Don't count on the media to alert the public. The press is into champagne and confetti: Who would have thought Dick Cheney would be such an amiable talk show guest! Time to move on, compromise, get busy with that big tax cut. "Who in hell is this 'all' we keep hearing about?" a friend writes, "as in 'all agree' that the Bush transition has been a smashing success?" An acquaintance at the Washington Post, whose executive editor, Leonard Downie, Jr., claims to be so objective he doesn't even vote, says word has come down from "on high" that stories must bear "no trace of liberal bias"—interestingly, no comparable warnings were given against pro-Bush bias. So, on abortion, look for endless disquisitions on the grassiness of the anti-choice roots, the elitism of pro-choicers, and the general tedium of the abortion issue. Robin Toner could barely stifle a yawn as she took both sides to task in the New York Times ("The Abortion Debate, Stuck in Time," January 21): Why couldn't more anti-choicers see the worth of stem-cell research, like anti-choice senator Gordon Smith, who has several relatives afflicted with Parkinson's (but presumably no relatives unwillingly pregnant); and why can't more pro-choicers acknowledge that sonograms "complicate" the status of the fetus? In an article that interviewed not a single woman, only the fetus matters: not sexuality, public health, women's bodies, needs, or rights.

Now is the time to be passionate, clever, original, and urgent. I hate to say it, but pro-choicers really could learn some things from the antis, and I don't mean the arts of arson, murder, and lying to the Judiciary Committee. Lots of right-wing Christians tithe—how many pro-choicers write significant checks to pro-choice and feminist organizations? Why not sit down today and send President Bush a note saying that in honor of the women in his family you are making a donation to the National Network of Abortion Funds to pay for a poor woman's abortion (NNAF, Hampshire College, Amherst, MA 01002-5001)?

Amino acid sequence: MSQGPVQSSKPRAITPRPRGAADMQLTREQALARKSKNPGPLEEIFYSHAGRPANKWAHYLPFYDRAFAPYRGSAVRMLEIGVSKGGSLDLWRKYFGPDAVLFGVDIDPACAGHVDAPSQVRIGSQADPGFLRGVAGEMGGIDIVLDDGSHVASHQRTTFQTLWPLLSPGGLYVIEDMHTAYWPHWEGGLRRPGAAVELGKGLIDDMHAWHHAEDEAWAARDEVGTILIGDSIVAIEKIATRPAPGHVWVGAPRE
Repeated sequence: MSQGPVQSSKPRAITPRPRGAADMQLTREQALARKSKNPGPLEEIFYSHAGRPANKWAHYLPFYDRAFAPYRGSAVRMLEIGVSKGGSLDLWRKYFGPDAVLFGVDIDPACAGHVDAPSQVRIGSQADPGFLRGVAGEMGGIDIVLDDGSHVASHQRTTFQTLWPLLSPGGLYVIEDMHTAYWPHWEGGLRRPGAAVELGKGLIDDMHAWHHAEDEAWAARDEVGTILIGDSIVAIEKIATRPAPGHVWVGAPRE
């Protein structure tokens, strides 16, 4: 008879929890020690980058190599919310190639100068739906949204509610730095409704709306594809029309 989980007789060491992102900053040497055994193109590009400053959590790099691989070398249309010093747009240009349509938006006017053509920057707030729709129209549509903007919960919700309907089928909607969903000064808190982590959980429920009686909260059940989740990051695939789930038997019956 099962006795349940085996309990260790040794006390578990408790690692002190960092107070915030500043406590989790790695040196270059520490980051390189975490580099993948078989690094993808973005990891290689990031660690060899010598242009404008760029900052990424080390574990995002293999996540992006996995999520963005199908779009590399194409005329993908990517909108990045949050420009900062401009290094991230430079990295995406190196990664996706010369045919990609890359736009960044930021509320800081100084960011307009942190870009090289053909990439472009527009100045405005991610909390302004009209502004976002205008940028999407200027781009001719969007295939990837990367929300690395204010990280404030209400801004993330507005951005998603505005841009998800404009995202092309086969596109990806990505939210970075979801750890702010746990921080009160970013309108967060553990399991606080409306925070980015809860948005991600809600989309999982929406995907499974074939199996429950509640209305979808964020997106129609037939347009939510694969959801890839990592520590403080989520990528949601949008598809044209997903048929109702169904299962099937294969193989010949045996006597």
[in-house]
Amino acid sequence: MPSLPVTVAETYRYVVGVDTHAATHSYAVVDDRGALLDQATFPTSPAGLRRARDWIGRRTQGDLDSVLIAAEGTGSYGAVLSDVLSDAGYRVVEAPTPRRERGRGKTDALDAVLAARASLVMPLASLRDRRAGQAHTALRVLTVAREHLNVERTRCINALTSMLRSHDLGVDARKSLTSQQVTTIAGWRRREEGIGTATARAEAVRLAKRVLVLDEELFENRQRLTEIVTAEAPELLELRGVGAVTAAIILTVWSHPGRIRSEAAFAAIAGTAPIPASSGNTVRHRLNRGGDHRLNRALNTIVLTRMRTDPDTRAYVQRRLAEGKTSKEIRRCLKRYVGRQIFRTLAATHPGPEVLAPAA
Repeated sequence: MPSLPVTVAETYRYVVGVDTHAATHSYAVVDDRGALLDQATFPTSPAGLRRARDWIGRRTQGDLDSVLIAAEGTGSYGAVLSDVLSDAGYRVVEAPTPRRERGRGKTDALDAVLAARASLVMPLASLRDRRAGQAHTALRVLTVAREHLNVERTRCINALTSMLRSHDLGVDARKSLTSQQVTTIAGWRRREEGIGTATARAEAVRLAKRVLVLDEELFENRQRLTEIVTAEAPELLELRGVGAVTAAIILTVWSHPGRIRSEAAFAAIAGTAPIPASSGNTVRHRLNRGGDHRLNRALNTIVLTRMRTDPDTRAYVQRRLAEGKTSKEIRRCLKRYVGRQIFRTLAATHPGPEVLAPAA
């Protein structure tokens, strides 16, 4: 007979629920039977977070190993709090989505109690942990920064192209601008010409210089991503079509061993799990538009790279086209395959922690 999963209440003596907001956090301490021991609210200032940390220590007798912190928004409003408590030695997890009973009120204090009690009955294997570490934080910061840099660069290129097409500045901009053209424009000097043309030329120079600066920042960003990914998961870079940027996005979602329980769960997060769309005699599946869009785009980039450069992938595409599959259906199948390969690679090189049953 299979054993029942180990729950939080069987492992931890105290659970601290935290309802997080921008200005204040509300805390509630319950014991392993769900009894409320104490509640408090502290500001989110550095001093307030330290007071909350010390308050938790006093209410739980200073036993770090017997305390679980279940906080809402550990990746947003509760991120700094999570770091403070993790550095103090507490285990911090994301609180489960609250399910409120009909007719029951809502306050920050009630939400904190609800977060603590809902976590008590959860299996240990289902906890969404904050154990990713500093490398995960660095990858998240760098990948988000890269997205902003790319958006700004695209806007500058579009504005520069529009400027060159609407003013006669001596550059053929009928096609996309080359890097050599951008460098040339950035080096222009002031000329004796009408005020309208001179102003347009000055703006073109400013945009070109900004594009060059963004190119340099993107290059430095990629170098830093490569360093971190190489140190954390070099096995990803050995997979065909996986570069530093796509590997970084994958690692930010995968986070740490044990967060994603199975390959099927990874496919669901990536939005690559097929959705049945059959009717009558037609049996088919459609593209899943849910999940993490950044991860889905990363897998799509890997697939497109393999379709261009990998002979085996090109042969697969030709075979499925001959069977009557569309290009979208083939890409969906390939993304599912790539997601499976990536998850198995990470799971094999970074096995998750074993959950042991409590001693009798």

The antis look big and powerful because they have a built-in base in the Catholic and fundamentalist churches. But (aha!) pro-choicers have a built-in constituency too: the millions and millions of women who have had abortions. For all sorts of reasons (privacy concerns, overwork, the ideology of medicine) few clinics ask their patients to give back to the cause. Now some providers and activists are talking about changing that. "My fantasy," Susan Yanow of the Abortion Access Project wrote me, "is that every woman in this country gets a piece of paper after her procedure that says something like, 'We need your help. You just had a safe, legal abortion, something that the current Administration is actively trying to outlaw. Think of your sisters/mothers/daughters who might need this service one day. Please help yourself to postcards and tell your elected representatives you support legal abortion, join (local group name here), come back as a volunteer,' and so on." If every woman who had an abortion sent her clinic even just a dollar a year, it would mean millions of dollars for staff, security, and cut-rate or gratis procedures. Think how different the debate would be if all those women, and the partners, parents, relatives, and friends who helped them, spoke up boldly—especially the ones whose husbands are so vocally and famously and self-righteously anti-choice. If women did that, we would be the grassroots.

February 19, 2001

Vaginal Politics